When the parade grounds hosted the Greek tailgates, everyone easily saw everything, this reduced the risk of hazing and other dangerous activities. Since Greek tailgates now occur in a private location, fraternity members are able to resort to their rooms for drug use or hazing, she said.

These restrictions also put a potential increase on sexual assault incidents. If a student passed out on the parade grounds, there was no hiding it and they received immediate help. Now, if this were to happen in a frat house, the student could easily be taken advantage of, she said.

"I'm scared these new rules will only backfire, leaving us with another tragedy or even worse," Buie said.

These restrictions are not only potentially dangerous, but they also reinforce the stigma that Greek Life is exclusive. Students are now forced to create their own, unorganized and unsupervised tailgates, where in the past, the parade grounds offered all students a comfortable and close environment with adult and police supervision, Buie said.

"These rules ruin the legendary LSU tailgate culture of accepting all game day lovers," she said. In the past, tailgating was open for all, but now a student must be on a guest list.

Overall, Greek members' reactions toward the restrictions remain negative, but understanding to the Administration's efforts to establish a safer environment, Buie said.

The GLTF spent countless hours of planning and discussion when it came to the restrictions, Fuentes-Martin said. With these restrictions, the GLTF expects the elimination of all assaults and confrontation.

After meeting with stakeholders and listening to their concerns, the GLTF complied the feedback and found trends in priority matters that required alterations, with the tailgate culture as a top concern, she said.

As the administrative supervisor for Greek Life, Campus Life and Student Advocacy and Accountability, Fuentes-Martin collaborated these units for the creation of the new procedures and enforcement necessary for the new tailgate plan.

"I am very proud to have worked on this massive project for the past year and see the significant changes that have already occurred," Fuentes-Martin said.

As a student affairs professional for over 25 years, Fuentes-Martin continues to work with a community of colleagues concerned about high-risk behaviors and how to proactively prevent harmful situations on campus.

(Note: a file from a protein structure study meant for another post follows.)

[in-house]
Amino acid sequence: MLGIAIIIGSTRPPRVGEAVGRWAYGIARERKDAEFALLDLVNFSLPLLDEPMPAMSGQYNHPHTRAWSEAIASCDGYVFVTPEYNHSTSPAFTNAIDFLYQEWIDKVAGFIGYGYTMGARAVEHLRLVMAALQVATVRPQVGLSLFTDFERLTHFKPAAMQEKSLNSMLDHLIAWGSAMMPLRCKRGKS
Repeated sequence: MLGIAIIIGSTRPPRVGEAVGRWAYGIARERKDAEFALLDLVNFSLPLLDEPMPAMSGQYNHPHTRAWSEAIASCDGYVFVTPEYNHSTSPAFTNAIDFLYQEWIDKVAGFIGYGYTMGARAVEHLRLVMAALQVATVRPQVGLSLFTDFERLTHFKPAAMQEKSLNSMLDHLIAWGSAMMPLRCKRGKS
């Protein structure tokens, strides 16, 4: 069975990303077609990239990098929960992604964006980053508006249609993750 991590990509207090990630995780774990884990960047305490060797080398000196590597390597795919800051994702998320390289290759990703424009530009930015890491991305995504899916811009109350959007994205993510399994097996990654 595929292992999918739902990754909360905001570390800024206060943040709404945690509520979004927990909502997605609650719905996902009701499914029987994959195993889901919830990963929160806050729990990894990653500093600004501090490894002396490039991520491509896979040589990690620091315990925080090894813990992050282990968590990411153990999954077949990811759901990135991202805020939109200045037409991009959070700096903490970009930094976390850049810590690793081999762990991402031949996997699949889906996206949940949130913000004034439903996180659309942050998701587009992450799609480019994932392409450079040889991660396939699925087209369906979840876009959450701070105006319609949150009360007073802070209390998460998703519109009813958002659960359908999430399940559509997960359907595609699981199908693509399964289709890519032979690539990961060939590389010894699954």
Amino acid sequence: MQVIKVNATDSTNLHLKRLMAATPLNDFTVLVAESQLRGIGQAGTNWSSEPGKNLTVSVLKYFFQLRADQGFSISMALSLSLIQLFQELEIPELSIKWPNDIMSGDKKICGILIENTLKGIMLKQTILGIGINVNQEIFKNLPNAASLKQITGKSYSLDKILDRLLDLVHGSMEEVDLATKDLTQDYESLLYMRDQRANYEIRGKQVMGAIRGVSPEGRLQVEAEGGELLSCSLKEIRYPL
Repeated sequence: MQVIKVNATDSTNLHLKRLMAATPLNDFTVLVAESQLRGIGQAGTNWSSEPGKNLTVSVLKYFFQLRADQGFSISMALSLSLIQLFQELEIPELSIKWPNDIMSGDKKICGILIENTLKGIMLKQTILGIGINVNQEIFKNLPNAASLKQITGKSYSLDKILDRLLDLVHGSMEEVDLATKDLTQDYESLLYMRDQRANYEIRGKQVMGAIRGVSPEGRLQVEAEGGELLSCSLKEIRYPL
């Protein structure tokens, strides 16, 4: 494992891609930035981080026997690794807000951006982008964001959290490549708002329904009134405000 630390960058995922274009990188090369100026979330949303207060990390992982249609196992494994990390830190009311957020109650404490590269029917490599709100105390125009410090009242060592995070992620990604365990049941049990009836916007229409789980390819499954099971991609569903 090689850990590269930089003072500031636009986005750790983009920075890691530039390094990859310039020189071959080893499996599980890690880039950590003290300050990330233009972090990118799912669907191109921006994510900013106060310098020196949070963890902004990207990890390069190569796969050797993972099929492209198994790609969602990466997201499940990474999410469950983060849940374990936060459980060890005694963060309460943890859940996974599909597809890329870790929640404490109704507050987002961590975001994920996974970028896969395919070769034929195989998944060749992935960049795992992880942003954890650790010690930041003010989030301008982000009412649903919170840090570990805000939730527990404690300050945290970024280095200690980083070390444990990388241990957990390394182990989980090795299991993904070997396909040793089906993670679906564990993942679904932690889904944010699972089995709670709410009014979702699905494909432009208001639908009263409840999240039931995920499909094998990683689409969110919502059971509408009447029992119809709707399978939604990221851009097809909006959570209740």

The GLTF realizes this year will bring the most challenges since significant change often begins with resistance and chaos, but they hope that over the next five years these new restrictions will create a safer environment, Fuentes-Martin said.

"The response from every division of our huge campus is supportive of a new normal for LSU," she said. No one wants to see another student harmed.

"There has to be a true fear of repercussions to prevent violations," said Melissa Salamoni, a retired captain of the Baton Rouge police department. Students will fall to peer pressure and follow the violators of the new tailgating restrictions, she said.

Some students will follow the new restrictions without hesitation, but others will always find a way around it. Violators will either tailgate on other campus locations and not identify as a student organization, or they will tailgate off campus, she said.

"Swift and sure punishment for violators is a must," Salamoni said.

Administration must randomly inspect tailgate parties to ensure the student body's compliance with the restrictions. Students also need better education regarding the dangers of binge drinking, she said. Salamoni worked all of the LSU home footballs games throughout her 32 years as a law enforcement officer. During this time she encountered endless cases involving student injuries, sexual assaults, and illnesses, all caused by binge drinking.

Within one month, 37.9 percent of college students reported binge drinking compared to 32.6 percent of other people the same age, according to the National Survey on Drug Use and Health.

The new tailgating restrictions will greatly benefit the student body, but only if the LSU Administrations strictly enforces them, Salamoni said.

"Football season always causes an enormous spike in ER visits," said Steven Ragusa, an emergency room doctor at St. Elizabeth Hospital. As a father of three sons, each involved in Greek Life at LSU, Ragusa is aware of the risky activities and potentially dangerous outcomes that each tailgate offers.

When students submerge themselves in an environment ruled by alcohol, they lose their senses and convince themselves that binge drinking is normal college fun, he said.

Students forget how to drink this time of the year. Hopefully, these new restrictions will lower the number of stomachs pumped and serve as a proper guide to healthy tailgating, he said.

No parent should ever undergo the death of their child, especially to something so preventable, Ragusa said.